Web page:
The Sikh Coalition is a community-based organization that works towards the realization of civil and human rights for all people. In particular, we work towards a world where Sikhs may freely practice and enjoy their faith while fostering strong relations with their local community wherever they may be.

Ensaaf – Office Manager [learn more]

Ensaaf is a nonprofit organization working to end impunity and achieve justice for mass state crimes in India, with a focus on Punjab, by documenting abuses, bringing perpetrators to justice, and organizing survivors.

Fateh!

Junior Sikh Coalition invites submissions for art book

The Junior Sikh Coalition is an initiative of the Sikh Coalition to help develop leaders in local communities, providing young Sikhs with experience in organizing, advocacy, diversity education and civil rights.

In a new project, the Junior Sikh Coalition is harnessing the power of art in advocacy with an unprecedented art collection called the Nirbhau Nirvair Poetry & Art Book to bring attention to issues such as bullying and hate crimes. Young Sikhs across to country are invited to submit their art, poetry, and photographs, to showcase their perspective on the concept of Nirbhau Nirvair (“without fear and without hatred”), as first proclaimed by Guru Nanak in Jap Ji Sahib.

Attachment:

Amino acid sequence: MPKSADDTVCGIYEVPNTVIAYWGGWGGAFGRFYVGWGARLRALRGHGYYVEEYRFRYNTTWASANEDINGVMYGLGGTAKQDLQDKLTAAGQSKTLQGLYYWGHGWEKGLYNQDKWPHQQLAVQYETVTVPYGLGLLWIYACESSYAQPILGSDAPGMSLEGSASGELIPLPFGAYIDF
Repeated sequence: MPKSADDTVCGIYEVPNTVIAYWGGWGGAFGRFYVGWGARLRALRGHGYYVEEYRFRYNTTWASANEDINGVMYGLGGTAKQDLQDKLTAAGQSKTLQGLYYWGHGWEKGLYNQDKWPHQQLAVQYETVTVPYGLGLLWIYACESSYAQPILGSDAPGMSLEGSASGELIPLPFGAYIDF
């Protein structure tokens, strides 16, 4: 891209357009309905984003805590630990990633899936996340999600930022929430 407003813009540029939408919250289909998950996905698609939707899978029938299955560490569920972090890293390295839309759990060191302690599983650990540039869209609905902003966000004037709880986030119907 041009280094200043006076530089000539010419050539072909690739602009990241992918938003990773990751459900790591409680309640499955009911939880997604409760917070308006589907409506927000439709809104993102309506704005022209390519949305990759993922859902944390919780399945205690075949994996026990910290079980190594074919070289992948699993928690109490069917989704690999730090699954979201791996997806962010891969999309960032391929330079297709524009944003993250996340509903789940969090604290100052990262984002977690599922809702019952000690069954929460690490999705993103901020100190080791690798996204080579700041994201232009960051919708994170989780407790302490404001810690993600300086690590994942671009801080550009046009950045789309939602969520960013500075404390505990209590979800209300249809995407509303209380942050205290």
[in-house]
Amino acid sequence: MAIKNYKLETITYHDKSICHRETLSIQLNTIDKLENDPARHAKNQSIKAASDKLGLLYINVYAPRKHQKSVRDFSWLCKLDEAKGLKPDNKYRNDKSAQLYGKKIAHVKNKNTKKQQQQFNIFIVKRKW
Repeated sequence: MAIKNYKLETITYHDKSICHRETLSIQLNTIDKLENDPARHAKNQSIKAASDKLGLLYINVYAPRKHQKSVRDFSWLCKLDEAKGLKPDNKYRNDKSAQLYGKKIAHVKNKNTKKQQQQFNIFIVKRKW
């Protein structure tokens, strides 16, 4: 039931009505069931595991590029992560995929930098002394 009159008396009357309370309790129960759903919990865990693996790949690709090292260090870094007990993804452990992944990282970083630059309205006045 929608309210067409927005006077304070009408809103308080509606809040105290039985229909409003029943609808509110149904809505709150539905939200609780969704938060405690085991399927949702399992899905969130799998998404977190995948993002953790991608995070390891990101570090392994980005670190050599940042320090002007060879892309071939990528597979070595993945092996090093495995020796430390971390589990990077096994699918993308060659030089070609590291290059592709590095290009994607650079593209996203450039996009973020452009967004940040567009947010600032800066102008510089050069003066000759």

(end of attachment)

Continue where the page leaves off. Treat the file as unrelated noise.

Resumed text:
Find out more below about this unique opportunity for young Sikh artists.

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Sikhs in the White House

Co-blogged by Sundari and American Turban

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Courtesy: The Sikh Coalition

Likely unbeknownst to many Sikhs, last Friday marked a historic moment for America’s Sikh community.

Around 7:30am on that day, about 50 people representing Sikh communities from across the country – California, Texas, Indiana, Ohio, Michigan, Georgia, New York, New Jersey – gathered at the East Wing for a special tour of the White House. These members of the community walked through the historic center of the country, seeing with their own eyes notable places such as the room in which President Thomas Jefferson first held cabinet meetings and the Blue Room which remains the reception room of the White House. Following the tour, community members joined White House administrators for the first-ever White House briefing on Sikh civil rights issues.